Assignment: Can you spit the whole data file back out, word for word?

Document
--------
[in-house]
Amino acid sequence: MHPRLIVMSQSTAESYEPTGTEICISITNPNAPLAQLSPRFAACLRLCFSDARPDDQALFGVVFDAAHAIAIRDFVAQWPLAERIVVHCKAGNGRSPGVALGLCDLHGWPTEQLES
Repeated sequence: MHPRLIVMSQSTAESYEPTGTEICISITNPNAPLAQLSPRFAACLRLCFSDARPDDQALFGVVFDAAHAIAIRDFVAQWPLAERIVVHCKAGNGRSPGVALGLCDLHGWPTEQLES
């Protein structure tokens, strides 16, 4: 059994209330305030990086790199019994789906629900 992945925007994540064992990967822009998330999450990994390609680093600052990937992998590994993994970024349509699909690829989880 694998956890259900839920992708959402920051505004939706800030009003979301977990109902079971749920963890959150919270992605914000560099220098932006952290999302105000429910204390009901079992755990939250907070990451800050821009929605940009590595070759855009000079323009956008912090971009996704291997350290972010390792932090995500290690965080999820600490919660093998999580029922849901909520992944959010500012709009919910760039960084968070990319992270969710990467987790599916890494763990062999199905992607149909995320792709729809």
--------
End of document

[in-house]
Amino acid sequence: MHPRLIVMSQSTAESYEPTGTEICISITNPNAPLAQLSPRFAACLRLCFSDARPDDQALFGVVFDAAHAIAIRDFVAQWPLAERIVVHCKAGNGRSPGVALGLCDLHGWPTEQLES
Repeated sequence: MHPRLIVMSQSTAESYEPTGTEICISITNPNAPLAQLSPRFAACLRLCFSDARPDDQALFGVVFDAAHAIAIRDFVAQWPLAERIVVHCKAGNGRSPGVALGLCDLHGWPTEQLES
């Protein structure tokens, strides 16, 4: 059994209330305030990086790199019994789906629900 992945925007994540064992990967822009998330999450990994390609680093600052990937992998590994993994970024349509699909690829989880 694998956890259900839920992708959402920051505004939706800030009003979301977990109902079971749920963890959150919270992605914000560099220098932006952290999302105000429910204390009901079992755990939250907070990451800050821009929605940009590595070759855009000079323009956008912090971009996704291997350290972010390792932090995500290690965080999820600490919660093998999580029922849901909520992944959010500012709009919910760039960084968070990319992270969710990467987790599916890494763990062999199905992607149909995320792709729809």